There was a windstorm in L.A., and the morning after there was no smog, and I could see the mountains. And I was like... 'There's mountains? Snowcap mountains?' That's insane; I've been there for thirteen years, and I've never seen that view before, seeing the mountains in the distance.
I have developed my most meaningful relationships online. None of them live within driving distance. None of them are about my own age.
Plays are the marathon of scriptwriting. You fix on a point somewhere in the middle distance, and you start running, and you don't stop until you get to the end. The theory is that you have something you cannot not say: this is the engine that propels you through to the last page.
I've never bought this idea of taking a therapeutic distance. If I see a student or house staff cry, I take great faith in that. That's a great person; they're going to be a great doctor.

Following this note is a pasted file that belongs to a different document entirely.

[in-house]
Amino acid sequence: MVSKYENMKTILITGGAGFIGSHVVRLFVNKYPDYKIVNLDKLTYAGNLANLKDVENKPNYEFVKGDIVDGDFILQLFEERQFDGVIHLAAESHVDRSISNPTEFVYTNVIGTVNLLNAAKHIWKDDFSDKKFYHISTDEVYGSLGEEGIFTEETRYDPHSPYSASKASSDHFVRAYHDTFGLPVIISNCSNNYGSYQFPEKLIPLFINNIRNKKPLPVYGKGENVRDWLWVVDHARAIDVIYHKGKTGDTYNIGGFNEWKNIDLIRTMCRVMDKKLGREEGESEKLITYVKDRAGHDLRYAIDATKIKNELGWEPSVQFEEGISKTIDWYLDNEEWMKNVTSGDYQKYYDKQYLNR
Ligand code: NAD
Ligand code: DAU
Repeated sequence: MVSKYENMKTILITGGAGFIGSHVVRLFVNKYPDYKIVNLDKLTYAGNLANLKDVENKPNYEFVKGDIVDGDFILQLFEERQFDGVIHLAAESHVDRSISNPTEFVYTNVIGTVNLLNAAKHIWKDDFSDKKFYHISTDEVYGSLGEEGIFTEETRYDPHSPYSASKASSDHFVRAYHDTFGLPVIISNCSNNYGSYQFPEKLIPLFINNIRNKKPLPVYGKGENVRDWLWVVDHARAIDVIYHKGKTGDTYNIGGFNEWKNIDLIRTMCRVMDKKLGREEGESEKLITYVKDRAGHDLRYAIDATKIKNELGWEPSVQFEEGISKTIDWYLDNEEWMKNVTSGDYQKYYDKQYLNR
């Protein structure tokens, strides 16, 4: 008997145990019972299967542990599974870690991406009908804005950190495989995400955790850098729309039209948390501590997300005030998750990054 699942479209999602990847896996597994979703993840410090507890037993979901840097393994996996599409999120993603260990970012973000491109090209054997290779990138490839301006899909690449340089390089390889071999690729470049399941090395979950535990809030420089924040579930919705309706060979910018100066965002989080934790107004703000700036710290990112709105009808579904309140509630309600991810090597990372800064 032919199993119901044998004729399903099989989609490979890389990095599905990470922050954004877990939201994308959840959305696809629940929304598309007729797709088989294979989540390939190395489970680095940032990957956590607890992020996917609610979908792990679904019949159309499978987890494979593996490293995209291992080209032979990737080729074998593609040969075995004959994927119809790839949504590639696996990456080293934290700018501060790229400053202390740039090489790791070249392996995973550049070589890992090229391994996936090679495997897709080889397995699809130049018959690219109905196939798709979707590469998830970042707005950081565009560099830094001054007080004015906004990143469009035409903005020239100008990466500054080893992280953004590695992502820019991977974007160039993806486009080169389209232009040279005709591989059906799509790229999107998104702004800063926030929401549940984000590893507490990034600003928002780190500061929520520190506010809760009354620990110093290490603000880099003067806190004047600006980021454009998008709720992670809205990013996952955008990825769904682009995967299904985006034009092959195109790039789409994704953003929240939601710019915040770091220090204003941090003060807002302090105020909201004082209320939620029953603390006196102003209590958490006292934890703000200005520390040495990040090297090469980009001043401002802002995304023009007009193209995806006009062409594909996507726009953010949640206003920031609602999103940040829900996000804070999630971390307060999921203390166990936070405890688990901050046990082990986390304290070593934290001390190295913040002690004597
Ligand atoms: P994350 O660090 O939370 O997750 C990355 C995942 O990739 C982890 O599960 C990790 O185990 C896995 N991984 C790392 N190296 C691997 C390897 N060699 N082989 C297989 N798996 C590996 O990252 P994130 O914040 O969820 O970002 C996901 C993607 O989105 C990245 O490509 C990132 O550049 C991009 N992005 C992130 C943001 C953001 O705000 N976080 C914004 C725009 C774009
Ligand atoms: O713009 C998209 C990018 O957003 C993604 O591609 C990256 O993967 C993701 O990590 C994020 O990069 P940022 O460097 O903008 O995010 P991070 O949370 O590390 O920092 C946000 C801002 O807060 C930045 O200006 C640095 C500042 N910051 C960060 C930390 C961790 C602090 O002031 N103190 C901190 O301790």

People tend to keep their distance.
I'm not the first to admit that raising a child in Park Slope, Brooklyn, can bear an embarrassing resemblance to the TV show 'Portlandia.' My wife and I try to have some ironic distance from the culture of organic, chemical-free parenting, but we're often participants.
The best mark of a player is to beat him over a long distance.
'The Distance' is the most visceral for me because I was in a long-distance relationship for two years, and that wears on you for sure, whether you're in the industry or not, traveling and trying to get to that other person.
I am a distance runner, a marathoner... literally and figuratively.
Long-distance train conversations are unlike the perfunctory exchanges one normally associates with strangers, or the truncated, cut-to-the-chase kind that sometimes take place between seatmates on a plane.